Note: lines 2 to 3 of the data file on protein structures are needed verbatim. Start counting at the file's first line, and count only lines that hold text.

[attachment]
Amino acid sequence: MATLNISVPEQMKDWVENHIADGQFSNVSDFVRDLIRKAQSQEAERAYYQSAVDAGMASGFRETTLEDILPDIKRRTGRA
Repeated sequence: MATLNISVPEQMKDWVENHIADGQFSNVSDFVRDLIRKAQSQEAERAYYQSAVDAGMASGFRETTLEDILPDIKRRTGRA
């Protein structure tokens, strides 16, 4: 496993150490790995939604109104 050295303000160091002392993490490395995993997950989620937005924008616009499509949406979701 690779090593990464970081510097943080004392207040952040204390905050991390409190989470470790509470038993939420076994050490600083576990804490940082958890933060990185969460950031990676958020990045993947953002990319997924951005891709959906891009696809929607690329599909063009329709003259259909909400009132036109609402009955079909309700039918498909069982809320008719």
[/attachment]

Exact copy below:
Repeated sequence: MATLNISVPEQMKDWVENHIADGQFSNVSDFVRDLIRKAQSQEAERAYYQSAVDAGMASGFRETTLEDILPDIKRRTGRA
């Protein structure tokens, strides 16, 4: 496993150490790995939604109104 050295303000160091002392993490490395995993997950989620937005924008616009499509949406979701 690779090593990464970081510097943080004392207040952040204390905050991390409190989470470790509470038993939420076994050490600083576990804490940082958890933060990185969460950031990676958020990045993947953002990319997924951005891709959906891009696809929607690329599909063009329709003259259909909400009132036109609402009955079909309700039918498909069982809320008719």